But not a complete hermit, mind you, thanks to Alice electing to care for him. Despite knowing the danger, and everyone’s wishes against her doing so, she decides to stay with the Duke (who has been a friend of hers for years) and serve as his maid, cooking, cleaning, and keeping him company… even though said company often annoys him. That aspect is the one issue I will address, as the series does start out on Alice inviting the Duke to have a better look at her chest and legs, despite the Duke asking her to cut it out, calling it “sexual harassment.” Now, this would normally annoy me, but Duke of Death quickly won me over thanks to a variety of small factors that coalesce into something great. For starters, Alice doesn’t have an infamous “smug face” like Nagatoro’s or Uzaki; she doesn’t give the impression that she’s getting much enjoyment when she messes with the Duke. Also, the show’s tone is rather restrained, with a simple soundtrack to make it clear that we shouldn’t find too much enjoyment in her antics either (it might get a smile out of me, but it’s not a killer joke, and the show knows this). Finally, there’s the whole dynamic between the two: not only do these kinds of jokes quickly go away, but the relationship between Alice and the Duke opens up quickly as well.

This scene, you guys

The scene that really got my attention was in the second episode, where the Duke and Alice (at his suggestion) try to ballroom dance. They both know he can’t touch her, but they try to make it work as best they can. The scenario, with the cinematography and music that plays over it is simple, but so well done that it genuinely took me by surprise. On top of that, the scene right after has Alice say out loud that she does indeed like the Duke after he asks her what she thinks of him. The next episode, he reveals that the feeling is mutual; this show, just three episodes in, has both the leads reveal how they each feel to one another, which in anime romance is a speedrun. That part though is what appeals to me in shows like Boarding School Juliet: not the build up towards two characters revealing how they feel to each other but the story afterwards where we follow the two as they try to make their relationship work and the quieter moments where they just enjoy each other’s company. This isn’t technically the prettiest anime of the season, but is one of the most beautiful in a way I wish we saw more often.

While the dynamic between the two leads is the foundation of The Duke of Death and His Maid, I also have to highlight the show’s setting, which features magic that doesn’t draw attention to itself, instead relying on intrigue and subtle worldbuilding. Why the Duke had a curse placed on him, the growing mystery behind Alice’s heritage, what role do witches play in the world (and society’s attitude towards them, which has become increasingly hostile apparently). Lastly, the show’s supporting cast is pretty good too, either through encounters with the Duke or Alice that elicit character growth from them, reveal past events, or simply throw another wrench in the works to cause some good comedic moments. The cast does start out pretty slim, but each episode has introduced people at a steady rate, so seeing who will come in later is another aspect that’s keeping me invested. And with every character having top notch voice acting and direction, I wouldn’t say that this is a series in dire need of a dub; the sub really is that good.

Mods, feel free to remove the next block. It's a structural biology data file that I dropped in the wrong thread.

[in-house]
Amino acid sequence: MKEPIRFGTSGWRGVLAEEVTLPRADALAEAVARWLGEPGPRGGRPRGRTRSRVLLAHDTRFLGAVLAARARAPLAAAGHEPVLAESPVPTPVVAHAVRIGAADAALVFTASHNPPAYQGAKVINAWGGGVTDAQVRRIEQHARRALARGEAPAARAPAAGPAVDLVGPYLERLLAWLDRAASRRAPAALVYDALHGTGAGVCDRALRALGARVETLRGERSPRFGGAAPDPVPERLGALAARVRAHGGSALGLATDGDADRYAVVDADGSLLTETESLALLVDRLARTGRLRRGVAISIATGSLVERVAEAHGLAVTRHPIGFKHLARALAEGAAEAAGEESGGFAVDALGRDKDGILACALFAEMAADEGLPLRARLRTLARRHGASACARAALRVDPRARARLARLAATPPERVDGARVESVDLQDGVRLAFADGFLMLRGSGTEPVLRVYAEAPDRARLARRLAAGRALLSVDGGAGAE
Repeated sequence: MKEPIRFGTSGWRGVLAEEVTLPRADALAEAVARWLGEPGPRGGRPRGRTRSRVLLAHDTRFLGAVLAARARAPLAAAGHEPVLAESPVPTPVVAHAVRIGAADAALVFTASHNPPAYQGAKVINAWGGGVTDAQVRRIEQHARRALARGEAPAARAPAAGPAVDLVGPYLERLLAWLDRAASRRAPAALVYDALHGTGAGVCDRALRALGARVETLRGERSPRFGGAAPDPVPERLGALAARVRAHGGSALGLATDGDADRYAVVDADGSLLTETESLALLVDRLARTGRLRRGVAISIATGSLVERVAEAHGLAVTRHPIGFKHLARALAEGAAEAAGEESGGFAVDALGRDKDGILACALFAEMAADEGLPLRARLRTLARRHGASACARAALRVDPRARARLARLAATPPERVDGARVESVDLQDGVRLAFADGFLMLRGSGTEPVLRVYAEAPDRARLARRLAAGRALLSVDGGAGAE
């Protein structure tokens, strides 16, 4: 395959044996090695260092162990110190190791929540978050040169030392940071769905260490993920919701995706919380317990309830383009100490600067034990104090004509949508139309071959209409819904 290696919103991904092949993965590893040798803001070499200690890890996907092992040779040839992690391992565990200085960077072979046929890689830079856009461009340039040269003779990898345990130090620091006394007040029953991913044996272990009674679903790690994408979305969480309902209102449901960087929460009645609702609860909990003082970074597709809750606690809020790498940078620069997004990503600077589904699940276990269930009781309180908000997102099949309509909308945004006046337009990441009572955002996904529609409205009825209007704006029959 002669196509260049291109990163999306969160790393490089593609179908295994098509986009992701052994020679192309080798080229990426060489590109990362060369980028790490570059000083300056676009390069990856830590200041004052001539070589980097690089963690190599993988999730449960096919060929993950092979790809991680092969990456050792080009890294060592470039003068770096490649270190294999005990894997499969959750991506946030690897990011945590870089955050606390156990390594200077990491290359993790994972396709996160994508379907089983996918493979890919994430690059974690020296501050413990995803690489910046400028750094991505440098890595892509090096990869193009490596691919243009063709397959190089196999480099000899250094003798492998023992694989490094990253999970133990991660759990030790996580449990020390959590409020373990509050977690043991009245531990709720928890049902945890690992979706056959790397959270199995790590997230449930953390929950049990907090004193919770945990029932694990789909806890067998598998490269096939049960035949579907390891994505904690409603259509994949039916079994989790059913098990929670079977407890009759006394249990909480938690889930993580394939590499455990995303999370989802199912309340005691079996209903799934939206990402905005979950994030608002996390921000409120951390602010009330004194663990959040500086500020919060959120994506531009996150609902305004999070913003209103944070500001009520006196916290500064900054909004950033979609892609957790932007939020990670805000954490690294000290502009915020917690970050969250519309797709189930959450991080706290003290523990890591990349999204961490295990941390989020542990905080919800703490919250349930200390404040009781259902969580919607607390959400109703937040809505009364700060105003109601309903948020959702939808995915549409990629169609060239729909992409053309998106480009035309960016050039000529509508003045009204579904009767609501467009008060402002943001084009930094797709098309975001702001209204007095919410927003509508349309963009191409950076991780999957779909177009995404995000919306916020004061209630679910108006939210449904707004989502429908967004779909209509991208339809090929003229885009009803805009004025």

The Duke of Death and His Maid is far, far from being the heaviest hitter of the season. Among Vanitas, Sonny Boy, and Remake Our Life, this is yet another season packed to the gills with shows demanding your attention. There’s other stuff that’s prettier, that wants to go deeper, that maybe even have premises that sound much more interesting than a light-fantasy romantic comedy. But Duke of Death is one of the more wonderful surprises of the year so far — the more I’ve stayed with it, the more it has rewarded me, being a show that’s not just pleasant, but quite possibly my favorite JC Staff show in years. And for a studio that’s pumped out nine shows this year so far, that’s no mean feat.

“please give the show- er I mean me, a chance? Pretty please?”

The Duke of Death and His Maid
Based on the manga of the same name by:
Koharu Inoue
Directed by: Yoshiki Yamakawa (Hi Score Girl, Is It Wrong to Try to Pick Up Girls in a Dungeon? Season 1)
Written by: Hideki Shirane (Hayate The Combat Butler, Is It Wrong to Pick Up Girls in a Dungeon?)
Produced by: JC Staff (Is It Wrong to Pick Up Girls in a Dungeon?, Planet With)
Streaming on: Funimation
Episodes watched: 5